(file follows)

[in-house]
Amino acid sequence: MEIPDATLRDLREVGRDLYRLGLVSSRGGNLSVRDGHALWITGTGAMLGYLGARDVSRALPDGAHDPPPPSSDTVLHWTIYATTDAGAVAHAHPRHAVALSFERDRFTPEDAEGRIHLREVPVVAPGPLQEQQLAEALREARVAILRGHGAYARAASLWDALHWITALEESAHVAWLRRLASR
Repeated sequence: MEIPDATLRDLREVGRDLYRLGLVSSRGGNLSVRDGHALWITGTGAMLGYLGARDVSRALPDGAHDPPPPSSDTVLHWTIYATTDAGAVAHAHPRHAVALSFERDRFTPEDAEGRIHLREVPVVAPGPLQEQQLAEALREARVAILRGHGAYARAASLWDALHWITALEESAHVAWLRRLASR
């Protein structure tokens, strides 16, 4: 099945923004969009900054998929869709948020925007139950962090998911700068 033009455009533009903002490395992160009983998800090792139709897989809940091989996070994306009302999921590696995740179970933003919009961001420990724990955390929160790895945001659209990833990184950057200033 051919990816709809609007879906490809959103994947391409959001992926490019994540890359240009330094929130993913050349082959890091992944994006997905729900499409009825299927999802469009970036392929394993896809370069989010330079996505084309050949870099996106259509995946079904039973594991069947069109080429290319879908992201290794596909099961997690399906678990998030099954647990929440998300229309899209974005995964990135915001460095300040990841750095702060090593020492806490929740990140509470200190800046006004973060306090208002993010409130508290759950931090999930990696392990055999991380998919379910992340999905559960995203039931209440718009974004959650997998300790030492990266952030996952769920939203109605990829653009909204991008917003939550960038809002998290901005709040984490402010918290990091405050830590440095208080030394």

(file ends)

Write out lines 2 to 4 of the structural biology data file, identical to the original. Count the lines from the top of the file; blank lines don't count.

Amino acid sequence: MEIPDATLRDLREVGRDLYRLGLVSSRGGNLSVRDGHALWITGTGAMLGYLGARDVSRALPDGAHDPPPPSSDTVLHWTIYATTDAGAVAHAHPRHAVALSFERDRFTPEDAEGRIHLREVPVVAPGPLQEQQLAEALREARVAILRGHGAYARAASLWDALHWITALEESAHVAWLRRLASR
Repeated sequence: MEIPDATLRDLREVGRDLYRLGLVSSRGGNLSVRDGHALWITGTGAMLGYLGARDVSRALPDGAHDPPPPSSDTVLHWTIYATTDAGAVAHAHPRHAVALSFERDRFTPEDAEGRIHLREVPVVAPGPLQEQQLAEALREARVAILRGHGAYARAASLWDALHWITALEESAHVAWLRRLASR
């Protein structure tokens, strides 16, 4: 099945923004969009900054998929869709948020925007139950962090998911700068 033009455009533009903002490395992160009983998800090792139709897989809940091989996070994306009302999921590696995740179970933003919009961001420990724990955390929160790895945001659209990833990184950057200033 051919990816709809609007879906490809959103994947391409959001992926490019994540890359240009330094929130993913050349082959890091992944994006997905729900499409009825299927999802469009970036392929394993896809370069989010330079996505084309050949870099996106259509995946079904039973594991069947069109080429290319879908992201290794596909099961997690399906678990998030099954647990929440998300229309899209974005995964990135915001460095300040990841750095702060090593020492806490929740990140509470200190800046006004973060306090208002993010409130508290759950931090999930990696392990055999991380998919379910992340999905559960995203039931209440718009974004959650997998300790030492990266952030996952769920939203109605990829653009909204991008917003939550960038809002998290901005709040984490402010918290990091405050830590440095208080030394």